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Where do beauty and wellness converge this year? On values and value

Personalisation, reducing waste and inclusivity are priorities for the industries in 2023, writes Aisling Keenan

In 2023 personalisation, multi-use products and wellbeing-focused tech are at the fore of a significant priority shift within the beauty and health industries. Ethical expectations are also evolving – with the economy in flux and the environment top of many people’s consciousness, the industries are of necessity becoming more transparent.

Purposeful purchasing

People want to make purchasing decisions that match their values. The cost-of-living crisis and the environmental emergency spill into every facet of our lives, not least regarding decisions on where we spend what little disposable income we have. With that in mind, multi-use products are likely to dominate beauty and wellness for 2023. Irish brand Sculpted by Aimee produces several multi-use products and, as part of its ReSculpted environmental initiative, partners with Terracycle and Hometree to make sure customers’ beauty recycling winds up in the right places.

This year will see an increase in skincare-make-up hybrid products too, with functional fragrances (scents that alter your mood) getting a boost from a strong wellness influence.

A Harvard Business Review report indicated that companies prioritising a sense of purpose were more successful, innovative and transformative. Company leaders who treated purpose as a core driver of strategy “reported greater ability to deliver consistent revenue growth”, it stated, so beauty and health businesses that combine commerce and purpose will likely fare better in the long term. Expect bands to launch fewer products, up their transparency game and prioritise evidence-backed product development.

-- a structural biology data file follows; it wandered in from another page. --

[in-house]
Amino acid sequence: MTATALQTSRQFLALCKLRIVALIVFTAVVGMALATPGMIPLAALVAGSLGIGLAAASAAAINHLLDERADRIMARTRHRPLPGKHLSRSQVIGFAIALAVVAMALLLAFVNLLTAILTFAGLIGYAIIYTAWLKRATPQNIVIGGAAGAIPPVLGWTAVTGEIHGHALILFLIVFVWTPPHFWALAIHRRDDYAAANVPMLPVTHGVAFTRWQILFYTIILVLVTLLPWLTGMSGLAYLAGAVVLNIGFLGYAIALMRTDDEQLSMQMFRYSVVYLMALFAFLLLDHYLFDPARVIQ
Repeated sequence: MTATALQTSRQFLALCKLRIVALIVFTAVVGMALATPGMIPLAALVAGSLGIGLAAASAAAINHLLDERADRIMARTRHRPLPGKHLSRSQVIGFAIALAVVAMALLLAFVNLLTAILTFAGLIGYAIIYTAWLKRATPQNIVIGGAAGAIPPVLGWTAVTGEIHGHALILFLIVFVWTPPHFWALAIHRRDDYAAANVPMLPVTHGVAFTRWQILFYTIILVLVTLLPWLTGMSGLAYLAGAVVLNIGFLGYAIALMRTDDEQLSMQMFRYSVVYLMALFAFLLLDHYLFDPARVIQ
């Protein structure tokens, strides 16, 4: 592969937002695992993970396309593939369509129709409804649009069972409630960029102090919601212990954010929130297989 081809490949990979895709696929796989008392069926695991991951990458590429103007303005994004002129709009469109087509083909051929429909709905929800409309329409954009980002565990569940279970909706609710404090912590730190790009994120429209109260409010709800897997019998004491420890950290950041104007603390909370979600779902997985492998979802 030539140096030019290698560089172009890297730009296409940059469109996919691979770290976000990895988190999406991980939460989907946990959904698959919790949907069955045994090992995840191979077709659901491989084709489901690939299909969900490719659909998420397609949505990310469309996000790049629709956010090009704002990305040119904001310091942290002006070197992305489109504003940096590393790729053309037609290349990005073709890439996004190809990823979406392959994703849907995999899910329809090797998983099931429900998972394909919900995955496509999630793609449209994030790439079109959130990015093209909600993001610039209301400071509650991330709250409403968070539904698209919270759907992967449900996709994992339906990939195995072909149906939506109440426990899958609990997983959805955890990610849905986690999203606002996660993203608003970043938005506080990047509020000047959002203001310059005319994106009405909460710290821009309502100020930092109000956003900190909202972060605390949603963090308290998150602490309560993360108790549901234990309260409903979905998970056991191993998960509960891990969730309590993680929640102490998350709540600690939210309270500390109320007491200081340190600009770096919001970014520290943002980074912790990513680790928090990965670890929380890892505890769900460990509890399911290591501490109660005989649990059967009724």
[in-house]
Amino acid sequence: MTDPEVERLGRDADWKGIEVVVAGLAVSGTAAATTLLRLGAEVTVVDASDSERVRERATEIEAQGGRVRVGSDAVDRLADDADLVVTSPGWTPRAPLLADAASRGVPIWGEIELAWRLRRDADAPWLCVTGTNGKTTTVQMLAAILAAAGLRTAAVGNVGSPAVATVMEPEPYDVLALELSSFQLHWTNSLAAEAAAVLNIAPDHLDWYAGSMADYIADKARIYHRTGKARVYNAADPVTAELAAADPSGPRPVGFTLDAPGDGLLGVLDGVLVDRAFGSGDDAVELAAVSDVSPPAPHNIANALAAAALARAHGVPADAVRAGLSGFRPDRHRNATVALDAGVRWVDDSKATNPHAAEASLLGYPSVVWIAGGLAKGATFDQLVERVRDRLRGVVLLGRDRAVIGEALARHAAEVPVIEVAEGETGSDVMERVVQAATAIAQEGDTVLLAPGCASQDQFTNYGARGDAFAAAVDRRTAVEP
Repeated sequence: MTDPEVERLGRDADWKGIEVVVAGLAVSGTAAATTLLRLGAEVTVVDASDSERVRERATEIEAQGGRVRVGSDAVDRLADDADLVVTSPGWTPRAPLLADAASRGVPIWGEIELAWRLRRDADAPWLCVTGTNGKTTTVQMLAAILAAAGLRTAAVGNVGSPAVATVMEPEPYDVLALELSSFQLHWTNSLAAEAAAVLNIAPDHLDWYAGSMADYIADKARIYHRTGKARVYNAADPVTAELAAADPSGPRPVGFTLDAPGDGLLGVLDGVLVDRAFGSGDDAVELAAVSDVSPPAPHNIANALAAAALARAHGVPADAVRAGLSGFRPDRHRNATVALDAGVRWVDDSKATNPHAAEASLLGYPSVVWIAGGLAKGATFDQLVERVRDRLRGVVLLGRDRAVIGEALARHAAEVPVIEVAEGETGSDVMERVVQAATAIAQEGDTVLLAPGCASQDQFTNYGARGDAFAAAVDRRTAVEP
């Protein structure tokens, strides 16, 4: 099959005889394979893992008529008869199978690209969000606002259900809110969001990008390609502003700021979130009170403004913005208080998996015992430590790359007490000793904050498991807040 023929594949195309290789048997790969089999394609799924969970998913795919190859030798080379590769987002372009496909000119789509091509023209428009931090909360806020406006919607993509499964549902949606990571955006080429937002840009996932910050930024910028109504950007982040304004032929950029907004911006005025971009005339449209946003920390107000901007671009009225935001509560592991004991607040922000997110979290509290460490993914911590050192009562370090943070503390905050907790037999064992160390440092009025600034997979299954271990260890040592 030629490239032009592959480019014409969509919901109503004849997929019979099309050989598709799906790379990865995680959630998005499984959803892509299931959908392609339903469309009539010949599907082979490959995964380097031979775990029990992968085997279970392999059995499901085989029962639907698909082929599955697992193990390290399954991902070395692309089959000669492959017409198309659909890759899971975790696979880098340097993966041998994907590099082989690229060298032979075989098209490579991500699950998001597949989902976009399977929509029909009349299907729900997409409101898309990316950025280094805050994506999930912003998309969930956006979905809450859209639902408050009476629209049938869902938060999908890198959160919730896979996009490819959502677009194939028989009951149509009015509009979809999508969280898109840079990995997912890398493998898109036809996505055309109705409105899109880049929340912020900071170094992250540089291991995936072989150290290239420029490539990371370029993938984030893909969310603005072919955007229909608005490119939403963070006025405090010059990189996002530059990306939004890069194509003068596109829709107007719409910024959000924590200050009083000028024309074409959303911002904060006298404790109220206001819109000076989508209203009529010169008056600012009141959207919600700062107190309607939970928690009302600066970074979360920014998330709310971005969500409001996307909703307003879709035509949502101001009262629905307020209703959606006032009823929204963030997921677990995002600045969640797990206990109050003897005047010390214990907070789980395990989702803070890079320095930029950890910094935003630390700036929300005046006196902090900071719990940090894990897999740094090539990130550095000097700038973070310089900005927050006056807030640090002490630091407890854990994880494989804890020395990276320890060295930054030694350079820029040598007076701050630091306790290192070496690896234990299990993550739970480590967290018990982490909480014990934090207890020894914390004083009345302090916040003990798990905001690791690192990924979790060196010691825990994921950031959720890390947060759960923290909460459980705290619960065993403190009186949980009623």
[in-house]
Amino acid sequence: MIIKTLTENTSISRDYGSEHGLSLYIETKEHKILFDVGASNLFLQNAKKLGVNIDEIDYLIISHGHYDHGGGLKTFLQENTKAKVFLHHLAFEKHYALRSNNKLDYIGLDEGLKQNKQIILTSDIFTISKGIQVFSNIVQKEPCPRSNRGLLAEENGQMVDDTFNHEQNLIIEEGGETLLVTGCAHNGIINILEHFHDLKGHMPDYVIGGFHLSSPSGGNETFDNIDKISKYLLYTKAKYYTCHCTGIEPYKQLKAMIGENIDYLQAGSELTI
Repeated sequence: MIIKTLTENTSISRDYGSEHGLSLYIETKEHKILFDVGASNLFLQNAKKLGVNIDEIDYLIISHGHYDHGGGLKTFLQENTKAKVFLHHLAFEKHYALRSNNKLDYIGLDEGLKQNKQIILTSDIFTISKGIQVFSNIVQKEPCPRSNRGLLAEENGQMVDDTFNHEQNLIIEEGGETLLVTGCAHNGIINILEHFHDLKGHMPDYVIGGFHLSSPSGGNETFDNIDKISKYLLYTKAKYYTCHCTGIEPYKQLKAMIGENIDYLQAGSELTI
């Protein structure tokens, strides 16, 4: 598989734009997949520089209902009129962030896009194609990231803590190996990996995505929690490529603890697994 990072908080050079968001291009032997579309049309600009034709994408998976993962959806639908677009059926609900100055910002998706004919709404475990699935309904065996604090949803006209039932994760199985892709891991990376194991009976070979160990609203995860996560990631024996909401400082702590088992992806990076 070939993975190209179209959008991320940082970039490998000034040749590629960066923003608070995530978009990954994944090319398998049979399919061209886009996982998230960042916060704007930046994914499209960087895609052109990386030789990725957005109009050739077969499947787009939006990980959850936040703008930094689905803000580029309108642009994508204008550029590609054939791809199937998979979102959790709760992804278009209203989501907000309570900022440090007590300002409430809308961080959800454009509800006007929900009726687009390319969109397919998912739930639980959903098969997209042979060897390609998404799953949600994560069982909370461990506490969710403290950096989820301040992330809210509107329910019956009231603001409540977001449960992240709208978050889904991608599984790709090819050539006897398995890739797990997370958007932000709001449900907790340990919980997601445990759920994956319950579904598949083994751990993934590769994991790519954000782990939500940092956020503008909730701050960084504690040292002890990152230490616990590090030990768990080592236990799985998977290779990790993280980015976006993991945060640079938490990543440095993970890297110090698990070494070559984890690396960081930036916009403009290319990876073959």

Tech talk

From Oura rings to LED face masks, beauty and tech will continue to be inextricably linked – particularly where inclusivity is concerned. Barbara Lavernos, deputy CEO in charge of research, innovation and technology at L’Oréal, says: “Inclusivity is at the heart of our innovation and beauty-tech strategy.” So, thanks to ongoing research and innovation, access to beauty products is being opened up to more people by devices such as the L’Oréal-developed HAPTA, a hand-held smart make-up applicator that helps users with limited hand and arm mobility to apply beauty products.

Speakers at this month’s Beauty Tech and Innovation Summit in San Francisco suggested the hot topics of the year included the biome and hormonal skincare, while in terms of health, muscle-compression-therapy devices and smart weighted vests will be 2023′s answer to the Whoop. Light therapy skincare shows no signs of fading in popularity (although many thought it would be a fad), with products like the CurrentBody Skin Face & Neck kit still selling well despite its €608 price tag.

The individual

Beyond ‘tailored just for you’ marketing speak, consumers are leading the charge on social media when it comes to demanding a personal touch in beauty purchases. Make-up brand Il Makiage is now internet-famous for its interactive shade quiz, which is almost constantly advertised on Instagram by increasingly A-list celebrities. Oddity, the consumer-tech company which owns Il Makiage, continues to experience industry-leading growth and has surpassed $260m (€244m) in revenue for 2021, showing the huge consumer appetite for personalisation.

Niche brands that appeal on a seemingly personal level, or those with a wellness-first manifesto, are also seeing a boost, particularly online. Online stores made up 29 per cent of total 2021 sales, a 2 per cent increase from 2020, with the growth driven by indie brands with one or two products that go viral on social media. Instagram and TikTok will not only reflect what’s available in terms of health and wellness for 2023 but will drive what is produced, chinks in the armour of the ‘top down’ brand approach.